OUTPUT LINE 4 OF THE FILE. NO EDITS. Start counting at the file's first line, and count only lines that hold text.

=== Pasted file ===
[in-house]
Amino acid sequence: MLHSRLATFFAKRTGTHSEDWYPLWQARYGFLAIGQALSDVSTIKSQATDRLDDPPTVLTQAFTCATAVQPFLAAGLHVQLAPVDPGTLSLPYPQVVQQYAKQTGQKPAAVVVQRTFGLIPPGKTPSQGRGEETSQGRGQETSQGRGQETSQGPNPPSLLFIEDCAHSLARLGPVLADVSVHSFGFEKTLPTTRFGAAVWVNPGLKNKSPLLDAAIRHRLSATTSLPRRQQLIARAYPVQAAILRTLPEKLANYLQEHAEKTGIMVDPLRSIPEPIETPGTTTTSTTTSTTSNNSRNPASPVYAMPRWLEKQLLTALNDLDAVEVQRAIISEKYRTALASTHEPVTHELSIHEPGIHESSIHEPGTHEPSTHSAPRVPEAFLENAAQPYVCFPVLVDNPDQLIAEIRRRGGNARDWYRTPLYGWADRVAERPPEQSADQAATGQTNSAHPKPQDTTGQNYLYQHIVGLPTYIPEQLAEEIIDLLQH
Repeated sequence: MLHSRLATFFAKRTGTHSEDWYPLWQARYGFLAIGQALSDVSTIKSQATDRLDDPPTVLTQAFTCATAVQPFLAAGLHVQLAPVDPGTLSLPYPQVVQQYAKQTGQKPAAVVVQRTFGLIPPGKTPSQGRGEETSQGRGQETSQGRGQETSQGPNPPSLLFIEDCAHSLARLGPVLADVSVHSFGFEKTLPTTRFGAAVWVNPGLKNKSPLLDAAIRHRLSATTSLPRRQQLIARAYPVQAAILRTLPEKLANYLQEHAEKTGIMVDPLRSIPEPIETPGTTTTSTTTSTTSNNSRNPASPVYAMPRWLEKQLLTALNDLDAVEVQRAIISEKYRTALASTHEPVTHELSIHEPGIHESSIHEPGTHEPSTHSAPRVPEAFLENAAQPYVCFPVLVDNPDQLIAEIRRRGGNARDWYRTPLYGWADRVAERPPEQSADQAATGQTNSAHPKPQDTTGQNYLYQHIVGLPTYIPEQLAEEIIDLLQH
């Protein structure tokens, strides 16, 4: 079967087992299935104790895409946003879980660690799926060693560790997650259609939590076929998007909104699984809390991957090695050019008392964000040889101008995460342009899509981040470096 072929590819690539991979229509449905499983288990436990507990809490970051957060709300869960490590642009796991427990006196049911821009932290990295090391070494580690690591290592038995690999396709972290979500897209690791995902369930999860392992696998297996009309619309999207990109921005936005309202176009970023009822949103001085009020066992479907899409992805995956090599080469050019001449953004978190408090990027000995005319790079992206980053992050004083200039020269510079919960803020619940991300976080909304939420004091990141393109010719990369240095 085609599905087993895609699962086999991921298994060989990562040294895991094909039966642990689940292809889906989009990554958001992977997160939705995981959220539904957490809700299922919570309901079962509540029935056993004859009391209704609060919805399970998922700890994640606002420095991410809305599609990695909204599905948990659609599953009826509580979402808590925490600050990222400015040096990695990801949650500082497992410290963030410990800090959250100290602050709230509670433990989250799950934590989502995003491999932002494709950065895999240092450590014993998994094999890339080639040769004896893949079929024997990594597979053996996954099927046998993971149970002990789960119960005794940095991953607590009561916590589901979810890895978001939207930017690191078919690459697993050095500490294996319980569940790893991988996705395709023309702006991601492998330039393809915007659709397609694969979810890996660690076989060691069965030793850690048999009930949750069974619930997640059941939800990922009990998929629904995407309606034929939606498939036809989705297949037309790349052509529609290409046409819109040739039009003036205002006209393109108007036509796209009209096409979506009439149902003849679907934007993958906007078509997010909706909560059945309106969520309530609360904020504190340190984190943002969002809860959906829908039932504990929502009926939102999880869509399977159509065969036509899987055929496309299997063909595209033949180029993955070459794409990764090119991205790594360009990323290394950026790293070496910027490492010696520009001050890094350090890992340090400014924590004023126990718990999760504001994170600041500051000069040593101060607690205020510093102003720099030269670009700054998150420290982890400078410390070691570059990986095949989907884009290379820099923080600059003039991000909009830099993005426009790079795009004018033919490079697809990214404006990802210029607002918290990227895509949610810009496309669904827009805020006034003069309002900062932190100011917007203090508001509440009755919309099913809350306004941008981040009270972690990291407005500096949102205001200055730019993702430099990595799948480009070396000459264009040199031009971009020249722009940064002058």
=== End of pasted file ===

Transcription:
């Protein structure tokens, strides 16, 4: 079967087992299935104790895409946003879980660690799926060693560790997650259609939590076929998007909104699984809390991957090695050019008392964000040889101008995460342009899509981040470096 072929590819690539991979229509449905499983288990436990507990809490970051957060709300869960490590642009796991427990006196049911821009932290990295090391070494580690690591290592038995690999396709972290979500897209690791995902369930999860392992696998297996009309619309999207990109921005936005309202176009970023009822949103001085009020066992479907899409992805995956090599080469050019001449953004978190408090990027000995005319790079992206980053992050004083200039020269510079919960803020619940991300976080909304939420004091990141393109010719990369240095 085609599905087993895609699962086999991921298994060989990562040294895991094909039966642990689940292809889906989009990554958001992977997160939705995981959220539904957490809700299922919570309901079962509540029935056993004859009391209704609060919805399970998922700890994640606002420095991410809305599609990695909204599905948990659609599953009826509580979402808590925490600050990222400015040096990695990801949650500082497992410290963030410990800090959250100290602050709230509670433990989250799950934590989502995003491999932002494709950065895999240092450590014993998994094999890339080639040769004896893949079929024997990594597979053996996954099927046998993971149970002990789960119960005794940095991953607590009561916590589901979810890895978001939207930017690191078919690459697993050095500490294996319980569940790893991988996705395709023309702006991601492998330039393809915007659709397609694969979810890996660690076989060691069965030793850690048999009930949750069974619930997640059941939800990922009990998929629904995407309606034929939606498939036809989705297949037309790349052509529609290409046409819109040739039009003036205002006209393109108007036509796209009209096409979506009439149902003849679907934007993958906007078509997010909706909560059945309106969520309530609360904020504190340190984190943002969002809860959906829908039932504990929502009926939102999880869509399977159509065969036509899987055929496309299997063909595209033949180029993955070459794409990764090119991205790594360009990323290394950026790293070496910027490492010696520009001050890094350090890992340090400014924590004023126990718990999760504001994170600041500051000069040593101060607690205020510093102003720099030269670009700054998150420290982890400078410390070691570059990986095949989907884009290379820099923080600059003039991000909009830099993005426009790079795009004018033919490079697809990214404006990802210029607002918290990227895509949610810009496309669904827009805020006034003069309002900062932190100011917007203090508001509440009755919309099913809350306004941008981040009270972690990291407005500096949102205001200055730019993702430099990595799948480009070396000459264009040199031009971009020249722009940064002058």